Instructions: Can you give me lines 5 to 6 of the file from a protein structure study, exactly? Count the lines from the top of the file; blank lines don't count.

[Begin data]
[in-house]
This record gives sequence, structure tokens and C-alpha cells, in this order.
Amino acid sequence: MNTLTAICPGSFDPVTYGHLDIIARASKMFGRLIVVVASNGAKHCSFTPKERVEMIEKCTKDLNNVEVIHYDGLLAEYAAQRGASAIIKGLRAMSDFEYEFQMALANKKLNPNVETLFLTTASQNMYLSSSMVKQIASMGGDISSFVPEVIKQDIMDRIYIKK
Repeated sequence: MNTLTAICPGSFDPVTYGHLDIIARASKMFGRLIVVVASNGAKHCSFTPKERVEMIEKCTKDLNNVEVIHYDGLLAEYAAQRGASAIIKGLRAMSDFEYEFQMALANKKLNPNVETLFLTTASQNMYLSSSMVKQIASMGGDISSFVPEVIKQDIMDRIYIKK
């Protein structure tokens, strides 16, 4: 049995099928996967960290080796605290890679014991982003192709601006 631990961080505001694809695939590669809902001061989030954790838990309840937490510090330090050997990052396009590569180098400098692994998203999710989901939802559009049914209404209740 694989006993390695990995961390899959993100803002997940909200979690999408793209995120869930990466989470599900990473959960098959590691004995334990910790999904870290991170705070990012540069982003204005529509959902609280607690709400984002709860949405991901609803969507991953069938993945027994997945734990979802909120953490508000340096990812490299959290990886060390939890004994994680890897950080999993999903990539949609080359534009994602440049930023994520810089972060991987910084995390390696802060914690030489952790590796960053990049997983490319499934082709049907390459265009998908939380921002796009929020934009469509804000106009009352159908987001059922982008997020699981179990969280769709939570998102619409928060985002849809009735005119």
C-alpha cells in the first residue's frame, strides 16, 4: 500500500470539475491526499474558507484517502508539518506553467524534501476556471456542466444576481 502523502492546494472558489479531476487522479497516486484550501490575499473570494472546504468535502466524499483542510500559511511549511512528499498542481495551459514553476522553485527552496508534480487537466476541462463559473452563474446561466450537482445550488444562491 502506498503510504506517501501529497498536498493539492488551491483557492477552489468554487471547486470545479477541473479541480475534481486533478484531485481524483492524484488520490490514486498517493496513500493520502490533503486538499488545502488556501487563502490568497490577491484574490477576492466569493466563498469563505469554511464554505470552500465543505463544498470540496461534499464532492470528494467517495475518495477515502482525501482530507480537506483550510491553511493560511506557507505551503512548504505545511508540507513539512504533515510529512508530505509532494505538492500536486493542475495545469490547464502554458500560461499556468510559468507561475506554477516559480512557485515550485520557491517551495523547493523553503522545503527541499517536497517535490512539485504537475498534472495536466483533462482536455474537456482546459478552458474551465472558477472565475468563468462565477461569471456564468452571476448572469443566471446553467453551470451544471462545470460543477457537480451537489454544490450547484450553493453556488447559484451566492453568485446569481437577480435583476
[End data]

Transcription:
């Protein structure tokens, strides 16, 4: 049995099928996967960290080796605290890679014991982003192709601006 631990961080505001694809695939590669809902001061989030954790838990309840937490510090330090050997990052396009590569180098400098692994998203999710989901939802559009049914209404209740 694989006993390695990995961390899959993100803002997940909200979690999408793209995120869930990466989470599900990473959960098959590691004995334990910790999904870290991170705070990012540069982003204005529509959902609280607690709400984002709860949405991901609803969507991953069938993945027994997945734990979802909120953490508000340096990812490299959290990886060390939890004994994680890897950080999993999903990539949609080359534009994602440049930023994520810089972060991987910084995390390696802060914690030489952790590796960053990049997983490319499934082709049907390459265009998908939380921002796009929020934009469509804000106009009352159908987001059922982008997020699981179990969280769709939570998102619409928060985002849809009735005119």
C-alpha cells in the first residue's frame, strides 16, 4: 500500500470539475491526499474558507484517502508539518506553467524534501476556471456542466444576481 502523502492546494472558489479531476487522479497516486484550501490575499473570494472546504468535502466524499483542510500559511511549511512528499498542481495551459514553476522553485527552496508534480487537466476541462463559473452563474446561466450537482445550488444562491 502506498503510504506517501501529497498536498493539492488551491483557492477552489468554487471547486470545479477541473479541480475534481486533478484531485481524483492524484488520490490514486498517493496513500493520502490533503486538499488545502488556501487563502490568497490577491484574490477576492466569493466563498469563505469554511464554505470552500465543505463544498470540496461534499464532492470528494467517495475518495477515502482525501482530507480537506483550510491553511493560511506557507505551503512548504505545511508540507513539512504533515510529512508530505509532494505538492500536486493542475495545469490547464502554458500560461499556468510559468507561475506554477516559480512557485515550485520557491517551495523547493523553503522545503527541499517536497517535490512539485504537475498534472495536466483533462482536455474537456482546459478552458474551465472558477472565475468563468462565477461569471456564468452571476448572469443566471446553467453551470451544471462545470460543477457537480451537489454544490450547484450553493453556488447559484451566492453568485446569481437577480435583476